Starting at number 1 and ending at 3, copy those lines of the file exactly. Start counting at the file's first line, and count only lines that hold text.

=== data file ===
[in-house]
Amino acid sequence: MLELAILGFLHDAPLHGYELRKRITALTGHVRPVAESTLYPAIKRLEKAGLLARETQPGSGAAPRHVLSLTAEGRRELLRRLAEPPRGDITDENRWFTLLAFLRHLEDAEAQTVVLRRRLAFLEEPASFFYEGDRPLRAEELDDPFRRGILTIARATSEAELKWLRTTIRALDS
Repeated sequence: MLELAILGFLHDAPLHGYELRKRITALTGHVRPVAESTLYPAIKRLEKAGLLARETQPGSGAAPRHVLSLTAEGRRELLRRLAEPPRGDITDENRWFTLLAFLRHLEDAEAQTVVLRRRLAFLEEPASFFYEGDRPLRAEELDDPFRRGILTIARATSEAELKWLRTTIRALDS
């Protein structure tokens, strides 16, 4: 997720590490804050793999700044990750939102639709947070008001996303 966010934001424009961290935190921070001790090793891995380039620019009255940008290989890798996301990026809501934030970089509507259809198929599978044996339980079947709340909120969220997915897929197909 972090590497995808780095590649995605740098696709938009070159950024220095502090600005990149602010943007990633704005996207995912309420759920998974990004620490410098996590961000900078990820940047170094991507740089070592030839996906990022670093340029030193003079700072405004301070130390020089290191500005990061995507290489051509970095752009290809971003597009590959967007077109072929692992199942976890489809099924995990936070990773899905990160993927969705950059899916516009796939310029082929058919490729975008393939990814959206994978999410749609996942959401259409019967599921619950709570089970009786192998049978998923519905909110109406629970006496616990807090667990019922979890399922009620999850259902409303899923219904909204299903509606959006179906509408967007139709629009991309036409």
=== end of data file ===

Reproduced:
[in-house]
Amino acid sequence: MLELAILGFLHDAPLHGYELRKRITALTGHVRPVAESTLYPAIKRLEKAGLLARETQPGSGAAPRHVLSLTAEGRRELLRRLAEPPRGDITDENRWFTLLAFLRHLEDAEAQTVVLRRRLAFLEEPASFFYEGDRPLRAEELDDPFRRGILTIARATSEAELKWLRTTIRALDS
Repeated sequence: MLELAILGFLHDAPLHGYELRKRITALTGHVRPVAESTLYPAIKRLEKAGLLARETQPGSGAAPRHVLSLTAEGRRELLRRLAEPPRGDITDENRWFTLLAFLRHLEDAEAQTVVLRRRLAFLEEPASFFYEGDRPLRAEELDDPFRRGILTIARATSEAELKWLRTTIRALDS